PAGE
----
[ILUG] Enda Kenny and Patents
paul at clubi.ie
Sun Jul 11 18:25:32 IST 2004
On Sun, 11 Jul 2004, kevin lyda wrote:
> the concept of a patent is to give inventors a short-term monopoly to
> recoup their research and development efforts.
Right, and why shouldn't that apply to software "innovations" too?
> none of those are patented.
Which says nothing of the argument against software patents.
> therefore, the most compelling argument against software patents is
> that they are not required.
> a small number of companies would like them in order to dampen
But again, that is not software specific. As I learned from Discovery
channel, Trevithick ran into patent problems with his improvements to
the steam engine, where he greatly raised the efficiency by using
high-pressure boilers. Watt and Newcomen held key patents (on the
condensor?) which meant Trevithick had to wait x years for Watt's
patents to expire before being able to develop his ideas - though he
did manage to find a way to bypass Watt's patented ideas (but not
before the patent had expired anyway).
Preventing competition is fundamental to the concept of patents,
hence that property of itself is not an argument against them.
> - after all, that's what a monopoly is designed to do. however
> history has shown that in the software industry, that monopoly is
> not required for steady pace of invention and innovation.
But the innovations you have cited were all developed in the public
sector and hence not subject to competitive pressure anyway, or not
exactly patentable (word processor would be hard to patent) or
actually *were* patented (ie the spreadsheet, see
http://en.wikipedia.org/wiki/Spreadsheet, indeed that helped set
precedent for software patents).
> patents are a useful tool in other industries.
Why wouldnt they be useful in the software industry then?
> and the software industry has already benefitted greatly for other
> areas of government - from the arpa funding that led to the
> internet, to government research grants and all the way to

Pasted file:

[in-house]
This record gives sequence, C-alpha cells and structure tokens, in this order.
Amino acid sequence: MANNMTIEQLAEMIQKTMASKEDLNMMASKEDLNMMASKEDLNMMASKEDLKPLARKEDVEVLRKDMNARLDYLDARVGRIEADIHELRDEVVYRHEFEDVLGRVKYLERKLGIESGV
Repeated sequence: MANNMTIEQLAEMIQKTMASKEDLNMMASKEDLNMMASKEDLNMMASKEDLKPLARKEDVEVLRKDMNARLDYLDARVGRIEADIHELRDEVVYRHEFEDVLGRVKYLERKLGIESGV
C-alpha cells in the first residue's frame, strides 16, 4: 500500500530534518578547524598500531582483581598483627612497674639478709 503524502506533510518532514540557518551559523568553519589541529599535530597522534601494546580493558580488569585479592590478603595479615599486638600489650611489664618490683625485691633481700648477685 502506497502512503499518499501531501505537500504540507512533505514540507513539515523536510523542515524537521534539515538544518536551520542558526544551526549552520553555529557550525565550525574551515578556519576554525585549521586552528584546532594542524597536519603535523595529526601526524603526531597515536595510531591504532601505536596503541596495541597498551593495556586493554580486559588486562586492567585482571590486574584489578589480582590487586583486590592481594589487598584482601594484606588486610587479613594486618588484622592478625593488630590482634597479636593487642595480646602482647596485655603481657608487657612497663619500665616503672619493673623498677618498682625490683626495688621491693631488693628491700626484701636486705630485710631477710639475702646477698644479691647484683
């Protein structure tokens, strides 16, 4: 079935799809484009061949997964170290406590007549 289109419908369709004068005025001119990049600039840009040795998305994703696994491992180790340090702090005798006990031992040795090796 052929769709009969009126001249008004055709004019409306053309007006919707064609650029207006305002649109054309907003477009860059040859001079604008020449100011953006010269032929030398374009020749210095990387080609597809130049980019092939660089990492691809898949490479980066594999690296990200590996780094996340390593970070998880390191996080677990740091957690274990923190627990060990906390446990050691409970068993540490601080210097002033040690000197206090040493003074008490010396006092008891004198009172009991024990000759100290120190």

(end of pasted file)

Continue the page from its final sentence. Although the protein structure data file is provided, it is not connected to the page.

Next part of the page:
> copyright laws. that government involvement was useful, beneficial
> and even handed - from sole developers all the way to major
That's an argument for state funding of innovation in software. Never
going to fly in the 1st world :). The whole point of patents is to
make investment in R&D attractive to the /private/ sector, and not
have to have state funding.
Universities, especially in US, make a lot of money by way of the
patent system, either by direct patent licensing or by spinning off
successful research into commercial entities or by acting as "R&D for
hire" for private sector interests (who then reap the rewards of
patent licencing if the R&D is successful).
> software patents cross the line from beneficial to harmful. from
> fair to biased. from policies that enlarge the industry to a
> policy that would contract it.
I dont really see why software patents are different. In my opinion
there is a general problem with the patent system:
- too easy to get a patent (if you have the money)
- too difficult to knock down patents (even if you have the money)
one or both should be corrected. Patents should either be examined
far far more vigourously, or, given that that costs money and hence
is not politically attractive, should be far easier to knock down.
Eg, there should be an easy process to have patents reexamined and
struck out, with presumption of patentability being negative.
This is by *far* the biggest problem with patents, especially
software patents, in my eyes. It seems that you can get patents for
things that would be obvious to any one with half-clue. Eradicate
this aspect, or at least make it trivial to knock such patents down
and patents (software or not) would be a lot more palettable.
- Patent grant periods are too long for the modern, fast-to-market
economy, and are applied uniformly across all industries, regardless
of differences in development->market times in differing industries.
Maybe back in the 1800s 17 to 25 years was a reasonable time to
develop, produce and market a product and hence recoup the costs.
It's not any more, even pharmaceutical products (with probably some
of the longest R&D times and regulatory approval times in modern
industry) probably dont need 25 years to recoup cost and earn money.
25 years certainly is too long for software, The grant period should
be *much* shorter and/or possibly commensurate to the costs of the
industry concerned, eg no more than 5 years for software, no more
than 10 years for patents in general or whatever.
I dont know, but it seems to me that arguing that software patents
are somehow different to patents in other fields is a flawed
position. One ends up using arguments against software patents that
actually apply to the patent system in general, while maintaining
that those arguments show that software patents are somehow different
- which seems an intrinsically flawed argument to me. The logical
argument would be to use the problems highlighted by patents as
applied to software to demonstrate the desperate need for patent
reform in general.
PS: you mentioned that the software industry already has copyright
anyway. However, in industrial design, one can also apply for design
protection, which would be somewhat analogous.
Paul Jakma paul at clubi.ie paul at jakma.org Key ID: 64A2FF6A
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